Proper planning before the introduction of new vaccines into a developing country's active immunization program could prevent storage problems and transportation bottlenecks that decrease the availability of existing vaccines by as much as two-thirds, according to a University of Pittsburgh study.
Computational models can assess the evolving needs of the vaccine supply chain - or the series of steps required to get a vaccine from the manufacturer to the target population. The modeling can forecast the impact of new vaccine introduction and identify potential disruptions, concluded the study, which will appear in the November issue of the American Journal of Public Health.
"Our study highlights the importance of prior planning when introducing new vaccines to avoid last-minute temporary fixes," said the study's lead author, Bruce Y. Lee, M.D., M.B.A., assistant professor of medicine, epidemiology and biomedical informatics at the University of Pittsburgh. "New vaccines may not fit smoothly into supply chains and therefore fail to reach their target populations easily. These problems may prevent other vaccines from reaching clinics as well. Manufacturers and policymakers should consider vaccine quantity and packaging before designing vaccines and introducing them in unfamiliar areas with limited resources."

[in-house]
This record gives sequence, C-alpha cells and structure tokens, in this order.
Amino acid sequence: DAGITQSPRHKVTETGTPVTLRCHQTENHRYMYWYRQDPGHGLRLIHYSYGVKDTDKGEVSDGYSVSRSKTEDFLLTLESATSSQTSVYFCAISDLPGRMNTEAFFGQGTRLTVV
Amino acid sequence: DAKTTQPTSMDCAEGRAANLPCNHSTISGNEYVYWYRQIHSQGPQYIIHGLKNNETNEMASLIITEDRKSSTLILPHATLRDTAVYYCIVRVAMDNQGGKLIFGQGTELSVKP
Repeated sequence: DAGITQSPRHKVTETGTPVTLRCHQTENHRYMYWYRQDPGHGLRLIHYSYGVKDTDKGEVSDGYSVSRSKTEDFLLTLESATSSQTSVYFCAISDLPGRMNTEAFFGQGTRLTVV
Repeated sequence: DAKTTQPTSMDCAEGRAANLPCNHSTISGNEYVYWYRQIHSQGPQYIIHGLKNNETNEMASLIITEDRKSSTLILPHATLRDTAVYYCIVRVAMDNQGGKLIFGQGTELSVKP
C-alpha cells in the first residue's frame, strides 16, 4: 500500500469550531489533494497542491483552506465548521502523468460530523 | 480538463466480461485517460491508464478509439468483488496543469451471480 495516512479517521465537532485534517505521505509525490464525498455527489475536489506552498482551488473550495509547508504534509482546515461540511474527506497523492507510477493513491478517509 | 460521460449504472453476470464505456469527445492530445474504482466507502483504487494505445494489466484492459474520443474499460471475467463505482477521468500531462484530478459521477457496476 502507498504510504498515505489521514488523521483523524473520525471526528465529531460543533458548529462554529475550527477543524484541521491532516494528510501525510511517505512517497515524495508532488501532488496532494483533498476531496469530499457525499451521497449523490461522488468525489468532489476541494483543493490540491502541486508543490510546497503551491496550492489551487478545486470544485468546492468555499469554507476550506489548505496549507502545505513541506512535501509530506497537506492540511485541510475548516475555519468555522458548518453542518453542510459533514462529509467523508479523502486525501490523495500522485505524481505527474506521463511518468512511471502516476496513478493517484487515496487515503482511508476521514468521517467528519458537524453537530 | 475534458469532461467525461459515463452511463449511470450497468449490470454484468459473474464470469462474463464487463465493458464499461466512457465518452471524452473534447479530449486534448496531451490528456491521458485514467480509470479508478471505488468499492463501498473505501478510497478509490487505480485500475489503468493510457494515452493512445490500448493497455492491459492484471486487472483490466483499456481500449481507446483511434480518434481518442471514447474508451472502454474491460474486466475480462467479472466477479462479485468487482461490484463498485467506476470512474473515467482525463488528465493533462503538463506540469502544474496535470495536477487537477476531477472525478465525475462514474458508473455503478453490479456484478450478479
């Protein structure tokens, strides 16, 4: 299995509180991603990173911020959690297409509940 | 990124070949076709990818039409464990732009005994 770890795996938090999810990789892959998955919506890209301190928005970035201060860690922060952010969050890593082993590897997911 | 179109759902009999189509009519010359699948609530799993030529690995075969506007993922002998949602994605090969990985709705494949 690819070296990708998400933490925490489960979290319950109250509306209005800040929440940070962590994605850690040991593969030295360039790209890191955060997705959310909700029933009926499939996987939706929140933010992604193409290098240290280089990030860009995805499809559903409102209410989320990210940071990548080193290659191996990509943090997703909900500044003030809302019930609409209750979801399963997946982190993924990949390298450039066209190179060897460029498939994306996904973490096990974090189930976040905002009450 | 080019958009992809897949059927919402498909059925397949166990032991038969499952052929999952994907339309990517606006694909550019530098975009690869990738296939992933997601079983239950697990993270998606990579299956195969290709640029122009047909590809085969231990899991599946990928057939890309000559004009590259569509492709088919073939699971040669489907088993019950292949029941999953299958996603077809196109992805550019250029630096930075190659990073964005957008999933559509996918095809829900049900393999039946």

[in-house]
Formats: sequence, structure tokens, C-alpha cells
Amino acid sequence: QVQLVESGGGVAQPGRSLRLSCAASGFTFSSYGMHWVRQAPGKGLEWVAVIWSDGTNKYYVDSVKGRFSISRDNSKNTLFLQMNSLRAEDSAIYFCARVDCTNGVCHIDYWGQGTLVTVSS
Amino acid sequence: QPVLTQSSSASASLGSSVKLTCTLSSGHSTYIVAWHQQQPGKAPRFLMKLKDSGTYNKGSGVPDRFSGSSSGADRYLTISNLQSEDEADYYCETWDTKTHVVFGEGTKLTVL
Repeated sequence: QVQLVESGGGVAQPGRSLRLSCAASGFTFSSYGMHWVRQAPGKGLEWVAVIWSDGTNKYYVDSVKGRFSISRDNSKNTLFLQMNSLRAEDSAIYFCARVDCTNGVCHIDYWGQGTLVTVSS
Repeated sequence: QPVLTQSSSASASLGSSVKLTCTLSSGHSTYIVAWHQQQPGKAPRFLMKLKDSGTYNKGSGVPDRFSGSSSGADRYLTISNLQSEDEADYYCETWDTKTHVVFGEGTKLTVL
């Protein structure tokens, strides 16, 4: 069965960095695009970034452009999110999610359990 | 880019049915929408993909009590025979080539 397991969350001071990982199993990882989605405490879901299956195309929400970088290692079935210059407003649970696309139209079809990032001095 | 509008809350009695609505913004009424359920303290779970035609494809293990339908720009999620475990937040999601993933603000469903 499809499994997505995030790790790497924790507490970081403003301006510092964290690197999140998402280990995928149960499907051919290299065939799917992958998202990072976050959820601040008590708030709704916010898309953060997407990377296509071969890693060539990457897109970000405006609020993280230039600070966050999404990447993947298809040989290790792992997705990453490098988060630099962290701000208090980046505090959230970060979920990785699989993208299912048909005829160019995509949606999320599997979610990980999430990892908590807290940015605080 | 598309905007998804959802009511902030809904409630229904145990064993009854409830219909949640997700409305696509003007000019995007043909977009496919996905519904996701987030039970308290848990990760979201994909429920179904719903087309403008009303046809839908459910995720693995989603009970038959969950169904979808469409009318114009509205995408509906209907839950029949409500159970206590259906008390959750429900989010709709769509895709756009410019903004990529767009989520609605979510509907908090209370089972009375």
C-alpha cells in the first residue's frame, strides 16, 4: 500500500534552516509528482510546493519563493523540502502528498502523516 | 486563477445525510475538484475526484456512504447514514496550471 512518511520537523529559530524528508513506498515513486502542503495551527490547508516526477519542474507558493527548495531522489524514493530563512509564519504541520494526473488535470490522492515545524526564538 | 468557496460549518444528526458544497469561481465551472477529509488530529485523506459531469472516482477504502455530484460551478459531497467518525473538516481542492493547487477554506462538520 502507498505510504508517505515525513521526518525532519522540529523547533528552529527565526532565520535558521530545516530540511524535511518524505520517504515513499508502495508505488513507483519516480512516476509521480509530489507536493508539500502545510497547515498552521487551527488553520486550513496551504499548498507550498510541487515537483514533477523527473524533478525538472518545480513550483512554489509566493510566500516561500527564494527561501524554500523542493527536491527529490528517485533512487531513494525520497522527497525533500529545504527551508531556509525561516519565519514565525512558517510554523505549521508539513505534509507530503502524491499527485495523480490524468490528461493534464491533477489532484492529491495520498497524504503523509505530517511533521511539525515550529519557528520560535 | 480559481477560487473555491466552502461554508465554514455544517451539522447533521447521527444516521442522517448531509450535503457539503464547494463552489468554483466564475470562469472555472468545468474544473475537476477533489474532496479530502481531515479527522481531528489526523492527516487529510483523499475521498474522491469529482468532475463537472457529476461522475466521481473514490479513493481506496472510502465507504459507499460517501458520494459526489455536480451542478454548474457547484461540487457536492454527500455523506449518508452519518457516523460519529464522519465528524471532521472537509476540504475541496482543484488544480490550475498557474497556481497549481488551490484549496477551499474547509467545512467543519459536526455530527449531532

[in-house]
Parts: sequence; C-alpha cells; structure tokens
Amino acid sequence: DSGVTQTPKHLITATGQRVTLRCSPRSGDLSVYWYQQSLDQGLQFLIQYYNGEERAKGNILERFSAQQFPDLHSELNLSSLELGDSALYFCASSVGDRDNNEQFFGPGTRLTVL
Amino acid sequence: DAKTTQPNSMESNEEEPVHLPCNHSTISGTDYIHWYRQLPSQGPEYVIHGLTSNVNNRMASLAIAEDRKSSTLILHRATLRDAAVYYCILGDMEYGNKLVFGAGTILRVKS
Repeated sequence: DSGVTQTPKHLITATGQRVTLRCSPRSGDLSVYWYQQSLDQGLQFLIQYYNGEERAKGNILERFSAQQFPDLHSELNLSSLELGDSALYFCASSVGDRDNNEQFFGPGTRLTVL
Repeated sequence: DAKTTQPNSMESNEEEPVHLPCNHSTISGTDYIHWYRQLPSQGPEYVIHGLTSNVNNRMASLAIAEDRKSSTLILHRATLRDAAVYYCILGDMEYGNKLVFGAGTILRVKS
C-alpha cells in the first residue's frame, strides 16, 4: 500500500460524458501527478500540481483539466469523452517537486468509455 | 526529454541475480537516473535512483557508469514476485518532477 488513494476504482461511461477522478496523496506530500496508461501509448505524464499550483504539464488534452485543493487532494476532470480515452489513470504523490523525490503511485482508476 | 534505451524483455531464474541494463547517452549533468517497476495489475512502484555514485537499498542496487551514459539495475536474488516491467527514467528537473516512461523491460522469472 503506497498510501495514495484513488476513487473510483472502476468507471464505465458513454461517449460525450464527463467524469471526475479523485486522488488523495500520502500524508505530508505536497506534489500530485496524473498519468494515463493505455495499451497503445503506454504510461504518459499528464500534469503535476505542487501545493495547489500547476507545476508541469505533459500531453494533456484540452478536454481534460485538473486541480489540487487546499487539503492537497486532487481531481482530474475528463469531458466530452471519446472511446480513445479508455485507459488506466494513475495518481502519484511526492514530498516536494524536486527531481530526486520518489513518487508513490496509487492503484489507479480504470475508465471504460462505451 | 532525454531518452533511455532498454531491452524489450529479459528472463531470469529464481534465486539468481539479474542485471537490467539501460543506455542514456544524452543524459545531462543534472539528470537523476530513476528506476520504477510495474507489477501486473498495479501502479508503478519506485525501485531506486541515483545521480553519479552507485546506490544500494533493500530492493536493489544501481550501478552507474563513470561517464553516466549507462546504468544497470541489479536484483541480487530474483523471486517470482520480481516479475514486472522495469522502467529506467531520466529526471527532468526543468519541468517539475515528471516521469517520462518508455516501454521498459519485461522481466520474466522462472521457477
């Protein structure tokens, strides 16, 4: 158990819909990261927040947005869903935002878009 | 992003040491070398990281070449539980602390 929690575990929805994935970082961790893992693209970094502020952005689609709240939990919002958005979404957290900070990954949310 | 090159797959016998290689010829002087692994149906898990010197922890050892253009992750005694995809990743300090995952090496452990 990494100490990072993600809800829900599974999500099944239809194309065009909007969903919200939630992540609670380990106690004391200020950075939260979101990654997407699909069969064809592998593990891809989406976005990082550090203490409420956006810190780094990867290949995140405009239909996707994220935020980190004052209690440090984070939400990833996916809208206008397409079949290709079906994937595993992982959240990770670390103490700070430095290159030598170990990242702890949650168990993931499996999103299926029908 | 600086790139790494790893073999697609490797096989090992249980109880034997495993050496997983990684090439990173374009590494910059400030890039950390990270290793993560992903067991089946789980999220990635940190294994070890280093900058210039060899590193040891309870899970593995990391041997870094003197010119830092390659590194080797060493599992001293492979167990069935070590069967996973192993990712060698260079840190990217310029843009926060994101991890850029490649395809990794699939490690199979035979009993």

The Pitt scientists, who are part of the Bill and Melinda Gate Foundation-funded Vaccine Modeling Initiative, developed a computational model to determine the impact of introducing rotavirus vaccine and the 7-valent pneumococcal conjugate vaccine to Niger's Expanded Programs on Immunization vaccine supply chain.
Thousands of West African children die every year from rotavirus and pneumococcal disease, such as pneumonia. The Expanded Program on Immunization (EPI) is a World Health Organization initiative that aims to make vaccines that can prevent these deaths available to all children around the world.
Introducing the rotavirus vaccine and the pneumococcal conjugate vaccine to Niger's EPI vaccine supply chain could displace other EPI vaccines from already limited storage and transport space and could prevent EPI vaccines from reaching patients, the study found. The scientists estimated introducing these vaccine inventories to the supply chain could decrease vaccine availability by 24 percent to 69 percent.
The study's predictions are similar to what happened when officials introduced rotavirus vaccine to a Latin American program in 2006 and 2007, the researchers noted. In that case, bulky vaccines displaced existing EPI vaccines in already limited refrigerator space and forced overburdened health care workers to carry additional thermoses to transport the new vaccines. As a result of these unforeseen problems, large stocks of vaccine expired.
Computational models can help decision makers plan and understand complex systems, Lee said.
"Although computational models have been widely used in similar logistics planning in many other industries, such as transportation, manufacturing, the military and aerospace, their use in public health has been comparatively limited," he said. "These models could be a very helpful tool for health workers to plan vaccine supply chains."